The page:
JIS News

Prime Minister P.J. Pattersonhas said that the pending changes to the education system, which would begin this school year, were designed to equip Jamaica to meet the challenges of the 21st Century.”Having identified education and training as priority for national development, we have ensured that our budget this year provides the resources for a major transformation of our education and training system,” the Prime Minister said.
Mr. Patterson, who was the guest of honour at the grand Independence ball held at the New York Hilton & Towers Hotel on August 13, said that the process to revolutionize the education sector would include changes to the school curriculum, improvements to physical plant and classroom space, and introducing an e-learning project.
He noted that the project would require significant funding and the government has since borrowed $5 billion from the National Housing Trust (NHT) to initiate the process.
Stressing that, “education will provide the knowledge and skills we need to survive in a competitive global environment,” Mr. Patterson used the occasion to acknowledge the work of the many past students’ associations in North America and invited “the entire Jamaican community overseas to become a part of our programme to create a first rate education system rooted in modern technology for all Jamaican children”.
In a wide-ranging address, at times light-hearted, Prime Minister Patterson highlighted a number of developments to enhance the process of democracy in Jamaica, including the increased facilitation of freedom of speech through the new Access to Information Act.
On the economic front, he pointed to record levels of foreign direct investment, which has placed Jamaica among the best performers in Latin America and the Caribbean; zero debt obligation to the International Monetary Fund and the hosting of the World Cup of Cricket in 2007.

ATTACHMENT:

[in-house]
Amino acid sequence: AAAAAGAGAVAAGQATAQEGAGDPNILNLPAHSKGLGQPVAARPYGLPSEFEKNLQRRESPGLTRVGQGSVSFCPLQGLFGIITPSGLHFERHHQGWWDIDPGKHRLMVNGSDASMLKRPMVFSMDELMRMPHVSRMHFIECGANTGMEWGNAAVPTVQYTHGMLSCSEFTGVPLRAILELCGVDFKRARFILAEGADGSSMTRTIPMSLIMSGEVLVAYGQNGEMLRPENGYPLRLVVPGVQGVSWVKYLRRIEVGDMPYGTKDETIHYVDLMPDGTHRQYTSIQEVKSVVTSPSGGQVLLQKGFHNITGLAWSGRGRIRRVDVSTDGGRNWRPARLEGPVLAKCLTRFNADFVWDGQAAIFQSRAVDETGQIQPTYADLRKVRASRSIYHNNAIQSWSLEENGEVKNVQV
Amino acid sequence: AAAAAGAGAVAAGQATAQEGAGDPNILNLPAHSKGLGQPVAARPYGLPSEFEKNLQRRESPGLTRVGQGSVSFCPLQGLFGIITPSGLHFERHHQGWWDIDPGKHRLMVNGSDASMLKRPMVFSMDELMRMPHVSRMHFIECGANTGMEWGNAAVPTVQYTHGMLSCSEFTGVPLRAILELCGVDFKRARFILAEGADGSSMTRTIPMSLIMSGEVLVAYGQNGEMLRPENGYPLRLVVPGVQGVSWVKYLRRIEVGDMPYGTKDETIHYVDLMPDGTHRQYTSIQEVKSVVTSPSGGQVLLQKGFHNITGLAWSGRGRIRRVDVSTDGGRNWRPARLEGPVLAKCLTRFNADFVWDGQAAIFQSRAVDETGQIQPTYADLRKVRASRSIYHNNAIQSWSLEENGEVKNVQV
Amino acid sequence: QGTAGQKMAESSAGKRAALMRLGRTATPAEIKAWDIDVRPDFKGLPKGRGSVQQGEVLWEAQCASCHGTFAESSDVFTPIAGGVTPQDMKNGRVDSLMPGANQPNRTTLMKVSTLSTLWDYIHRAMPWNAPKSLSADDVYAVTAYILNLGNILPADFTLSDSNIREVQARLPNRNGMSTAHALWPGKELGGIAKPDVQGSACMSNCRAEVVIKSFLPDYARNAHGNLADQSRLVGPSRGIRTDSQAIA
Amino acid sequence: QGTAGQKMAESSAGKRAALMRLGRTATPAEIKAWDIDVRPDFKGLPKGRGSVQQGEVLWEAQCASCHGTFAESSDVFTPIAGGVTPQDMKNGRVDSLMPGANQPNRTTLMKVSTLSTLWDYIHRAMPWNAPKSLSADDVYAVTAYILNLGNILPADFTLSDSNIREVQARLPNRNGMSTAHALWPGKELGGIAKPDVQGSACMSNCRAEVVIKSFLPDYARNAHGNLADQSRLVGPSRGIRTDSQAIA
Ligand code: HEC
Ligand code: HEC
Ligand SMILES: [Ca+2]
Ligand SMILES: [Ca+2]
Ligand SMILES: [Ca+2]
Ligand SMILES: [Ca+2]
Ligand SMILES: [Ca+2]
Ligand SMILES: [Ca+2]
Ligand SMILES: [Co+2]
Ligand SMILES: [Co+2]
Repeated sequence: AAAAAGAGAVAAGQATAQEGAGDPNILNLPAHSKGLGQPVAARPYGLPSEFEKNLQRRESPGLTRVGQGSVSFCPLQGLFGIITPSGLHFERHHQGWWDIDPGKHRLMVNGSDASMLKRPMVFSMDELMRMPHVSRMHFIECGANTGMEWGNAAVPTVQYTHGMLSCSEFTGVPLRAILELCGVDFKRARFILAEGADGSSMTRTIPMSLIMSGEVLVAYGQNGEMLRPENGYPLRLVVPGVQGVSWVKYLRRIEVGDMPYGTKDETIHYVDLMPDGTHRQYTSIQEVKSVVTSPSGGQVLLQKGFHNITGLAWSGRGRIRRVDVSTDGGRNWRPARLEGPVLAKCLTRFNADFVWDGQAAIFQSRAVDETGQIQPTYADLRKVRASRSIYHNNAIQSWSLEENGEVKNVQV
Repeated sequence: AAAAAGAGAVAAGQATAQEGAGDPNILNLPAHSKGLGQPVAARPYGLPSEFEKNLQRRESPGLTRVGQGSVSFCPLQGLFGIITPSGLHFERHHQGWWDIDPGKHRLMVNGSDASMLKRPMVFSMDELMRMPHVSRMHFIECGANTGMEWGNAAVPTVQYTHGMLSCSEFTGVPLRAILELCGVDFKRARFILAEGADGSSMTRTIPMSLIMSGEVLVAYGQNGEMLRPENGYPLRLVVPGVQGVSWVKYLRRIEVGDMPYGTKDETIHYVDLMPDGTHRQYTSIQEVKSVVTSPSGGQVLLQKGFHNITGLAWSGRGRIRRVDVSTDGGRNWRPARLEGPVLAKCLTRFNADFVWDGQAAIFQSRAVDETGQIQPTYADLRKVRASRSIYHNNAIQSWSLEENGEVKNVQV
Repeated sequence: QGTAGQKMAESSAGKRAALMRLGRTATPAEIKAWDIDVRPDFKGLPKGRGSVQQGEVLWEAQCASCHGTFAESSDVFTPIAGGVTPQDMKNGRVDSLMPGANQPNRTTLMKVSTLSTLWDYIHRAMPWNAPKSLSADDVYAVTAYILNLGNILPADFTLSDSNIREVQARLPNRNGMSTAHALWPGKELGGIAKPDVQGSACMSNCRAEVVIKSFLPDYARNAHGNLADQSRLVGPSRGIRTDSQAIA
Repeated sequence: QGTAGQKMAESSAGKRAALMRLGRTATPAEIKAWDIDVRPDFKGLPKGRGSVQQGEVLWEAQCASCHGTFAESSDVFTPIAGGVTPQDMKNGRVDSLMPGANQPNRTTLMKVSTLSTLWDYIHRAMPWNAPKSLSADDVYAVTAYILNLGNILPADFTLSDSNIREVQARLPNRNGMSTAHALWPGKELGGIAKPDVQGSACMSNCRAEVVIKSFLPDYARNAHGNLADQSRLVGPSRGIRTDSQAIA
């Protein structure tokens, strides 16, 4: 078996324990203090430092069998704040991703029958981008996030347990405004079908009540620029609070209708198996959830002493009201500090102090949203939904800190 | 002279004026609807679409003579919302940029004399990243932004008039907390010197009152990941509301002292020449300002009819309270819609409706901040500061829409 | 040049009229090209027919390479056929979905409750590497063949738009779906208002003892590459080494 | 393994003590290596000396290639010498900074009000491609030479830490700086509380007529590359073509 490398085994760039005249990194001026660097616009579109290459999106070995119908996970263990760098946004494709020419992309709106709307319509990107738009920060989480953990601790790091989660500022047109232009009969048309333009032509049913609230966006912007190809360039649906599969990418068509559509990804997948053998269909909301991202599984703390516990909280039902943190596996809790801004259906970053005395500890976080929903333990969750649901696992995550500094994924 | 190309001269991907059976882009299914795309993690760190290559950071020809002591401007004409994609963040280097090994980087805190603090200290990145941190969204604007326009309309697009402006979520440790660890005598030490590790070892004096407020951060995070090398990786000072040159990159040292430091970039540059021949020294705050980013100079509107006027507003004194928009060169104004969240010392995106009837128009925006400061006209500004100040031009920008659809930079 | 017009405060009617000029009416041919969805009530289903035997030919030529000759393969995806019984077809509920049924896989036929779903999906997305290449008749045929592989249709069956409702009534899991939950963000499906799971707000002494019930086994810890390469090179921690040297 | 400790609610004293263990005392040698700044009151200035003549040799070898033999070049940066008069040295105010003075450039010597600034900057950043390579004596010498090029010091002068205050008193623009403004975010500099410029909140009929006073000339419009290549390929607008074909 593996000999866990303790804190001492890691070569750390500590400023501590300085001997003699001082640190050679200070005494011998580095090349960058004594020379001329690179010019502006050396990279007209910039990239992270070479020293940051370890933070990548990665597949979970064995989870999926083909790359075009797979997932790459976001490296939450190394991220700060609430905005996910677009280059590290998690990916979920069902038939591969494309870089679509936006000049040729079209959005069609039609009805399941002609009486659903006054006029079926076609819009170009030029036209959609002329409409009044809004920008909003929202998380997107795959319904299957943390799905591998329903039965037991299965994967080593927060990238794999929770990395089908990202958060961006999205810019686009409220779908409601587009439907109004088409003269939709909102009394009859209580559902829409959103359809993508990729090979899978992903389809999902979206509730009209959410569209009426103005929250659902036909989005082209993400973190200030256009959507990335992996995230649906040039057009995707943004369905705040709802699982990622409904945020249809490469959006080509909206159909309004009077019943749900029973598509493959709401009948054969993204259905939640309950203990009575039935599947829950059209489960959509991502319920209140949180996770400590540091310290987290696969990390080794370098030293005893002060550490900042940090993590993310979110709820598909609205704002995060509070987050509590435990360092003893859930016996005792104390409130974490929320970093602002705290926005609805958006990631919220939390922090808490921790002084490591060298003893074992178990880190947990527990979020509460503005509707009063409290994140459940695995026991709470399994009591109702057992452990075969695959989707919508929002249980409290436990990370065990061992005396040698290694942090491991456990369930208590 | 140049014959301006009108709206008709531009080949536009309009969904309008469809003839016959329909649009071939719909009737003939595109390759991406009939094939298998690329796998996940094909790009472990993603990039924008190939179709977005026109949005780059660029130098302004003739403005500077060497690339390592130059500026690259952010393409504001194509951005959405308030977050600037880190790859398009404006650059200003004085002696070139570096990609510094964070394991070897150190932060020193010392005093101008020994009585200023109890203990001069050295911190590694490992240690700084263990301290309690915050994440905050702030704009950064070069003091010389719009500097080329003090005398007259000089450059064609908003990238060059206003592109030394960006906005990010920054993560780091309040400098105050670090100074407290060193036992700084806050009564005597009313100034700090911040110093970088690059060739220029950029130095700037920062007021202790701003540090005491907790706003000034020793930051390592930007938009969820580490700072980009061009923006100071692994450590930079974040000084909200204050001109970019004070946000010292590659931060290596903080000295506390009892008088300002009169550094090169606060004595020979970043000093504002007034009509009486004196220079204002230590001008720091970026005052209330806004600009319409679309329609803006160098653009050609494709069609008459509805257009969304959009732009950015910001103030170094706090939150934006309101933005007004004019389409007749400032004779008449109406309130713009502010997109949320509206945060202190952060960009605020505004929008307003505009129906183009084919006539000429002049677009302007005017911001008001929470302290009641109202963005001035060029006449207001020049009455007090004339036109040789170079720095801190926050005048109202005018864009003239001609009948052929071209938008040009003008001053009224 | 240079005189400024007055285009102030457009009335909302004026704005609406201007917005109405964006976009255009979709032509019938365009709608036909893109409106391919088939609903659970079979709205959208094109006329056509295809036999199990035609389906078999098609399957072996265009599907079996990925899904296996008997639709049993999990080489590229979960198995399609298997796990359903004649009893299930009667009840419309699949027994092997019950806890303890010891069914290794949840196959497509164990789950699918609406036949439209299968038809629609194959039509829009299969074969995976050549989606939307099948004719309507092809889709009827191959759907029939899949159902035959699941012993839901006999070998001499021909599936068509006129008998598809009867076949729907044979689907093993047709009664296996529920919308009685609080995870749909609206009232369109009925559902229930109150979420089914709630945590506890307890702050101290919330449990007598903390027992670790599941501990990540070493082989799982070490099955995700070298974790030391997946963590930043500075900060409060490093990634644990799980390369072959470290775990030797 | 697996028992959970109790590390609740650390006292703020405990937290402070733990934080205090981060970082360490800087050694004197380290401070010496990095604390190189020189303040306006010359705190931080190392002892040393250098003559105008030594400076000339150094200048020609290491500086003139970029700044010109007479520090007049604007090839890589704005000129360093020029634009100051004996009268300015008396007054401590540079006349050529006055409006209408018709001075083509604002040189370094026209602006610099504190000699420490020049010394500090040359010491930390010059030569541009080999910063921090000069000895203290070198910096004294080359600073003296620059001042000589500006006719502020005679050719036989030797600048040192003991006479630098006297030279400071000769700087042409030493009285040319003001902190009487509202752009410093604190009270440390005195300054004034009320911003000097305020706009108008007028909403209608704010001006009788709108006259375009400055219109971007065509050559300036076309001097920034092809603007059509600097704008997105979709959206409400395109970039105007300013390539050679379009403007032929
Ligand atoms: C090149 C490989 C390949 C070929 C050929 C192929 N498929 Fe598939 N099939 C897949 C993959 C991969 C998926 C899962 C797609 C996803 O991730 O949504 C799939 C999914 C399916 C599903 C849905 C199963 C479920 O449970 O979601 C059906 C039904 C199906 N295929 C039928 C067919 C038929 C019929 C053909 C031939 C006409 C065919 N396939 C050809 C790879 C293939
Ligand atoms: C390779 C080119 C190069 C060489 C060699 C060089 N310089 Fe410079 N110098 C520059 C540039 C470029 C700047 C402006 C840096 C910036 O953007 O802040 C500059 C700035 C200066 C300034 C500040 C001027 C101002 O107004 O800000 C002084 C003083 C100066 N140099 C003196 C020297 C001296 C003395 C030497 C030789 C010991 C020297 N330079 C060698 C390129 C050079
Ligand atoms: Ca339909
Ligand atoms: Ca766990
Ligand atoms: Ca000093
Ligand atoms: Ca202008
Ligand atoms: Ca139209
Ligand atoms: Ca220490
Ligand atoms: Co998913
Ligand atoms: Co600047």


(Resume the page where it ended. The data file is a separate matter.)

He also mentioned the creation of a Ministerial portfolio with responsibility for the Jamaican Diaspora; the development of Jamaican Lifestyle Villages, which are upscale housing estates with ready access to high quality health services for retirees and Jamaicans returning home; his impending retirement from active politics and the anticipation of his replacement.
Prime Minister Patterson also called on Jamaicans in the Diaspora to start a crusade aimed at highlighting more of the positives about Jamaicans worldwide.
In his welcome, Consul General Dr. Basil K. Bryan noted that this year’s event “symbolizes the longstanding and mutually beneficial relationship between Jamaica and the United States (US), as well as the significant contributions of Jamaicans and those of Jamaican heritage to the development” of the US.
Seven individuals were honoured with the Consul General’s Award for their outstanding contribution, commitment and compassion to their community and country.
They are: Tony Best (Journalism), for his objective reporting on key issues impacting the Caribbean-American community; Georgia Dunn (Jamaican Consulate), for her outstanding contribution to the Union of Jamaican Alumni Associations and the Jamaican community in the Tri-State area; Winston G. Laylor (Government), for dedicated service to the Jamaican community in Bermuda where he is serving as Honorary Consul; Bishop Dr. Cecil G. Riley (Religion), for outstanding leadership in the community; Edith R. Smith (West Portland Association), for her steadfast commitment to the upliftment of the Jamaican community; Winston L. Stewart (KCOBA/UJAA), for outstanding work in the development of educational opportunities and George S. Willie (CEO, Bert Smith & Co), for professional achievement and philanthropy.
The gala started with a procession of the national flags of Jamaica and the United States by a joint team from the US National Guard and the Jamaica Defence Force (JDF). The anthems of both countries were also played.
Some 1,200 patrons from 20 states and six countries attended the elegant black tie affair celebrating Jamaica’s 43rd anniversary of Independence. Included were members of the Caribbean diplomatic corps and heads of Jamaican-owned corporations in the US. Byron Lee and the Dragonnaires Band provided entertainment.
The gala, which climaxed two weeks of Independence celebrations in the tri-state area, will benefit the Boys’ Town Foundation (Kingston), Copse Place of Safety (Hanover) and the Windsor Girls Home (St. Ann), among other charities.